One key element is stress, Thomas explained, and she knows the shortage has caused a lot, both for women who can’t produce breast milk, and those who can.

Many moms have tried to pump extra milk to store in case of an emergency but pumping too much can have a negative effect.

“What that can actually do is increase their milk so much that the baby is not happy at the breast. It's almost like somebody turned on a water hose,” Thomas said. “Babies often get a belly ache, they can arch at the breast or they can cough, so it's uncomfortable for them.”

Instead of trying to produce a freezer full of milk, mothers who are worried about their supply can add an extra pump or two a day to their schedule.

Stress can also halt milk production, so Thomas recommends taking time to do relaxation and breathing exercises to help milk flow.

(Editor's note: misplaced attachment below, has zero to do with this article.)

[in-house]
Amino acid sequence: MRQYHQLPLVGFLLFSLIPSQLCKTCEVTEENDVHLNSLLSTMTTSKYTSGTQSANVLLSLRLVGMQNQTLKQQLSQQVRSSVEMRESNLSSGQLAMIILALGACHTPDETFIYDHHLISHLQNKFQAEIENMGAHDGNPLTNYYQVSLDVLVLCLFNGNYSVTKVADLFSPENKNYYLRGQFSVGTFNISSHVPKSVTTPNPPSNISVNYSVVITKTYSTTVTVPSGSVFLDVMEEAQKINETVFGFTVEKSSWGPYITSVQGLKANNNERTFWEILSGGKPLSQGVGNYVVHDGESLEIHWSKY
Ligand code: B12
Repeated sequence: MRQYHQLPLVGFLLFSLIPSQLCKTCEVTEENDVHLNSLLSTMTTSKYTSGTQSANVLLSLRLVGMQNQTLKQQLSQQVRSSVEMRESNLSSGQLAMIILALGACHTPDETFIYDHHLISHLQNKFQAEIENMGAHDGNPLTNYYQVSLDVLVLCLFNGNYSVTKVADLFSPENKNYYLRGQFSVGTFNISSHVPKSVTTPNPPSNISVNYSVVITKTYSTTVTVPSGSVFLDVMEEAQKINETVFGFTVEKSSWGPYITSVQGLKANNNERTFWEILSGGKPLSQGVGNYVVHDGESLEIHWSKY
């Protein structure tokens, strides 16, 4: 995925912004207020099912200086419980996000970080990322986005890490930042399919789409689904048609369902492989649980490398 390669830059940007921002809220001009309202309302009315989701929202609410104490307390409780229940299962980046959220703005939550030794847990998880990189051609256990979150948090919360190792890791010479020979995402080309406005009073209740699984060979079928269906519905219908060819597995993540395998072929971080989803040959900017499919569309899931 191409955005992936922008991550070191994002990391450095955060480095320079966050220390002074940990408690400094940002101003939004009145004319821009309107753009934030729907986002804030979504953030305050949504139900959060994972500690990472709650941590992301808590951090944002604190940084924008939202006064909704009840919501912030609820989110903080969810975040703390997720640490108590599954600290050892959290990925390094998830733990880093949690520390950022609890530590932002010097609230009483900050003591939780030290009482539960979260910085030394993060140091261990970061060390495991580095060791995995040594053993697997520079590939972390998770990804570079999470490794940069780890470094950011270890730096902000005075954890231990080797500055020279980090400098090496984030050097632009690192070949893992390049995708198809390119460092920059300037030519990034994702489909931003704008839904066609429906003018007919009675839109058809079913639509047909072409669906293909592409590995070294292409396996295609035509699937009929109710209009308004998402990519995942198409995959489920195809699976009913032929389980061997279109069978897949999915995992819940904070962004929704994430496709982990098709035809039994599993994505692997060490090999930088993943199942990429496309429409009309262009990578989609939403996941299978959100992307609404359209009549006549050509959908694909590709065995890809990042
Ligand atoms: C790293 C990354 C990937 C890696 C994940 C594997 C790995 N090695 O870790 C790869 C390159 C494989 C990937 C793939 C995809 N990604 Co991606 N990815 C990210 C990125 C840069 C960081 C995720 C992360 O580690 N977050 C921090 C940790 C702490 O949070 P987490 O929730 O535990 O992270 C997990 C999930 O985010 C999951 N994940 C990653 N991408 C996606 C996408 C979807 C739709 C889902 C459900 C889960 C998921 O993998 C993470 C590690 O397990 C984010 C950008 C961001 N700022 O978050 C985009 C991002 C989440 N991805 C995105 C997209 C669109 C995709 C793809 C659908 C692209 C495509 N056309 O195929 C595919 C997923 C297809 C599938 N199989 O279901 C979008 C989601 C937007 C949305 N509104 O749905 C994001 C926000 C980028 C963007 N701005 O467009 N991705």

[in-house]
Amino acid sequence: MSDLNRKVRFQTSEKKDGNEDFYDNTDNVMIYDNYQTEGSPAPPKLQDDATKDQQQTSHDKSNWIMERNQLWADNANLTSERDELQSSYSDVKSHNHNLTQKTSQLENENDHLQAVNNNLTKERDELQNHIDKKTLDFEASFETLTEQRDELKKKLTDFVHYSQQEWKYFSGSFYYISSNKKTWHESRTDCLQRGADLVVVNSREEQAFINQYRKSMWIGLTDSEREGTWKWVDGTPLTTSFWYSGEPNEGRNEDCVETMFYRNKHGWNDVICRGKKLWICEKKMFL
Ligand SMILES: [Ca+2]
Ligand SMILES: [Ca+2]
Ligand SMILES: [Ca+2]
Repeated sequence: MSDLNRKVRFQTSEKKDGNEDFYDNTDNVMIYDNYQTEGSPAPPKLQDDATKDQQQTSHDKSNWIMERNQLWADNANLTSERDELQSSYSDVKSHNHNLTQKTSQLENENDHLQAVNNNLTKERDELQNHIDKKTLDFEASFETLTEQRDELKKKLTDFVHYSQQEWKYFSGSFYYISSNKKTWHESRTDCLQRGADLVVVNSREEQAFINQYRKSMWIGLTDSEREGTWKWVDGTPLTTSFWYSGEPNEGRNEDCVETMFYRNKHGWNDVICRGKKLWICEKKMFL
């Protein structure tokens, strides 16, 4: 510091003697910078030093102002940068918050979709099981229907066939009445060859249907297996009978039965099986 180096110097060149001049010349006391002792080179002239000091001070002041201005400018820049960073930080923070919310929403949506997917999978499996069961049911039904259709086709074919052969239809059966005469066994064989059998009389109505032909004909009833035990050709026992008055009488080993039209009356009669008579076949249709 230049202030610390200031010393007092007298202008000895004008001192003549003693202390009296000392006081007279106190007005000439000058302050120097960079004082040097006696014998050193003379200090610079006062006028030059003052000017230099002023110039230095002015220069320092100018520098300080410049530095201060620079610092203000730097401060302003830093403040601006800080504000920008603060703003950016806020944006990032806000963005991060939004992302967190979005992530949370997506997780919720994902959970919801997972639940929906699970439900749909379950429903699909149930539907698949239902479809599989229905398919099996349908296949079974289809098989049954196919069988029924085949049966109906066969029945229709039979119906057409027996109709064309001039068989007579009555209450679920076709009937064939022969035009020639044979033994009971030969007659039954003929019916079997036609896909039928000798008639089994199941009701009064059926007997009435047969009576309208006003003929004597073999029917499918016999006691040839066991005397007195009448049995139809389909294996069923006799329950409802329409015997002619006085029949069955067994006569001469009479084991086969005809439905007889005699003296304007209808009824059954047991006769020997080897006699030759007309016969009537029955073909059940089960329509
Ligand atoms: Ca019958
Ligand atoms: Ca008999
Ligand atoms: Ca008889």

“It greatly reduces cortisol, and on the other hand, it increases oxytocin, which is the love hormone, and love hormone is what helps bring milk down to the baby,” she said.

Mothers who have previously breastfed but stopped, whether it be because they didn’t like it or had issues, can also try to gain the ability back, especially if it’s only been a few months.

“It takes more effort. You have to pump every two to three hours to re-initiate milk supply,” Thomas said. “We have had more calls about that lately, and it is possible to do that.”

CHECK WITH YOUR PEDIATRICIAN FIRST

With many families struggling during the shortage, some might look to new or unconventional ways to feed their child.

When it comes to generic brands of popular formulas, Thomas advised it’s best to check with your pediatrician first, especially if your baby is sensitive to formulas.